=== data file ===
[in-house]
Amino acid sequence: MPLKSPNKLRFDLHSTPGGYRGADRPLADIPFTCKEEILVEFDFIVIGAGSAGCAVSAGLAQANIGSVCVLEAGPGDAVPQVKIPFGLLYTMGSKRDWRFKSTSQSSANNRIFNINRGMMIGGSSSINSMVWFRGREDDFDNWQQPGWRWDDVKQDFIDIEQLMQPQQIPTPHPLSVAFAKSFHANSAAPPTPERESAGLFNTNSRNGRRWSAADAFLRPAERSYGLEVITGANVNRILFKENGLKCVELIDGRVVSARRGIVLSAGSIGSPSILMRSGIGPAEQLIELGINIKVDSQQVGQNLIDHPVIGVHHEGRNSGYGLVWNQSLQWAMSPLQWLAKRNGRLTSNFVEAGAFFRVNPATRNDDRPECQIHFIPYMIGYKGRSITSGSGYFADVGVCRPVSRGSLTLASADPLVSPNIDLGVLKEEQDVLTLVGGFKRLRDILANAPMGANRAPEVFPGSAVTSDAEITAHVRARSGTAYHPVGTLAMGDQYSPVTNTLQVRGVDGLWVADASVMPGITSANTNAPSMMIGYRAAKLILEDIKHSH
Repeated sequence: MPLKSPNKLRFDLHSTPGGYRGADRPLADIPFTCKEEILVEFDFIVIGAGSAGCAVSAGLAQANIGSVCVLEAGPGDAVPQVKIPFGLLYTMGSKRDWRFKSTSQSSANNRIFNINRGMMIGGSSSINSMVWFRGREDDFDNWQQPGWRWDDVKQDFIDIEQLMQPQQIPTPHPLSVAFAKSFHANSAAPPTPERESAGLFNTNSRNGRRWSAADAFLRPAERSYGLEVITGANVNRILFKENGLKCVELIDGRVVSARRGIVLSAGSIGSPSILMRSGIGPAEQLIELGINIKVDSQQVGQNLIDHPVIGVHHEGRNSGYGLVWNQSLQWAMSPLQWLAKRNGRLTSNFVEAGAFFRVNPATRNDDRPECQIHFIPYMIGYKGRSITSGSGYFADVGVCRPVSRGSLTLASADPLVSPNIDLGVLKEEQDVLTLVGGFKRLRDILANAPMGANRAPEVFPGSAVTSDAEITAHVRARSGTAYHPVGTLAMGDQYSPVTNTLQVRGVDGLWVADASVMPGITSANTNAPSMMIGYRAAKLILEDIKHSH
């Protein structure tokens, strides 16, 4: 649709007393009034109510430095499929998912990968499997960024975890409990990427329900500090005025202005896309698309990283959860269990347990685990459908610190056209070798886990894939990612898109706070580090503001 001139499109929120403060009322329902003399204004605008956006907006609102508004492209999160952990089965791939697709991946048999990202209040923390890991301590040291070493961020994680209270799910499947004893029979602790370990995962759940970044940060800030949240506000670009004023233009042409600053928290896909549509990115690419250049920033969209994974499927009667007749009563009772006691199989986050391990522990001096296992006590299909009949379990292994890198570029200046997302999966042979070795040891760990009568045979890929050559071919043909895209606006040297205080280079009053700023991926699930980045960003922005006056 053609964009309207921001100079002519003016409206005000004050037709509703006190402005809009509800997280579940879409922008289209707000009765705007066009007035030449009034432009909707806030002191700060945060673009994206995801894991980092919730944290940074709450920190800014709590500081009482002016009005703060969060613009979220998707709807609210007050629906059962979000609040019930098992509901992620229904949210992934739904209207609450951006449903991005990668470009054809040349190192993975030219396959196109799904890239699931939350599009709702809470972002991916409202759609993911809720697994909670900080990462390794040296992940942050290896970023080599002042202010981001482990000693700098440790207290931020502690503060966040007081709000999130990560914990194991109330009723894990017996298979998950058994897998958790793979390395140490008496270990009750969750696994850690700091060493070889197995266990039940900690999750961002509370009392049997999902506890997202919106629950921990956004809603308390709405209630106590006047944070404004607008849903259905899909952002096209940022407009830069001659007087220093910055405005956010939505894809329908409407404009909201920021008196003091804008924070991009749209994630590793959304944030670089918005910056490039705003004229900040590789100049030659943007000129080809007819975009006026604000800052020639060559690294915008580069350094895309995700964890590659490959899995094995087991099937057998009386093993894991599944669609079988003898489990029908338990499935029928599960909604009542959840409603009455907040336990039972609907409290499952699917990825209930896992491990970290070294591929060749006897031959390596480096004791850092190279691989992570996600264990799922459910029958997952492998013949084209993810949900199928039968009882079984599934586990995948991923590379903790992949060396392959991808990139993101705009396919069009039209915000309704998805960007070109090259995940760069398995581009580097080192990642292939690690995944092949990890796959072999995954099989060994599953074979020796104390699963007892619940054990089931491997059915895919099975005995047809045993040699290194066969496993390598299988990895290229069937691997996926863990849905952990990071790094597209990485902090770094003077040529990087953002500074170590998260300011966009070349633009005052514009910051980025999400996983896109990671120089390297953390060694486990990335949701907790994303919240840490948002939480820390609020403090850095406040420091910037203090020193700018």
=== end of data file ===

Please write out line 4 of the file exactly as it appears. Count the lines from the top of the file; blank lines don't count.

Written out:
């Protein structure tokens, strides 16, 4: 649709007393009034109510430095499929998912990968499997960024975890409990990427329900500090005025202005896309698309990283959860269990347990685990459908610190056209070798886990894939990612898109706070580090503001 001139499109929120403060009322329902003399204004605008956006907006609102508004492209999160952990089965791939697709991946048999990202209040923390890991301590040291070493961020994680209270799910499947004893029979602790370990995962759940970044940060800030949240506000670009004023233009042409600053928290896909549509990115690419250049920033969209994974499927009667007749009563009772006691199989986050391990522990001096296992006590299909009949379990292994890198570029200046997302999966042979070795040891760990009568045979890929050559071919043909895209606006040297205080280079009053700023991926699930980045960003922005006056 053609964009309207921001100079002519003016409206005000004050037709509703006190402005809009509800997280579940879409922008289209707000009765705007066009007035030449009034432009909707806030002191700060945060673009994206995801894991980092919730944290940074709450920190800014709590500081009482002016009005703060969060613009979220998707709807609210007050629906059962979000609040019930098992509901992620229904949210992934739904209207609450951006449903991005990668470009054809040349190192993975030219396959196109799904890239699931939350599009709702809470972002991916409202759609993911809720697994909670900080990462390794040296992940942050290896970023080599002042202010981001482990000693700098440790207290931020502690503060966040007081709000999130990560914990194991109330009723894990017996298979998950058994897998958790793979390395140490008496270990009750969750696994850690700091060493070889197995266990039940900690999750961002509370009392049997999902506890997202919106629950921990956004809603308390709405209630106590006047944070404004607008849903259905899909952002096209940022407009830069001659007087220093910055405005956010939505894809329908409407404009909201920021008196003091804008924070991009749209994630590793959304944030670089918005910056490039705003004229900040590789100049030659943007000129080809007819975009006026604000800052020639060559690294915008580069350094895309995700964890590659490959899995094995087991099937057998009386093993894991599944669609079988003898489990029908338990499935029928599960909604009542959840409603009455907040336990039972609907409290499952699917990825209930896992491990970290070294591929060749006897031959390596480096004791850092190279691989992570996600264990799922459910029958997952492998013949084209993810949900199928039968009882079984599934586990995948991923590379903790992949060396392959991808990139993101705009396919069009039209915000309704998805960007070109090259995940760069398995581009580097080192990642292939690690995944092949990890796959072999995954099989060994599953074979020796104390699963007892619940054990089931491997059915895919099975005995047809045993040699290194066969496993390598299988990895290229069937691997996926863990849905952990990071790094597209990485902090770094003077040529990087953002500074170590998260300011966009070349633009005052514009910051980025999400996983896109990671120089390297953390060694486990990335949701907790994303919240840490948002939480820390609020403090850095406040420091910037203090020193700018």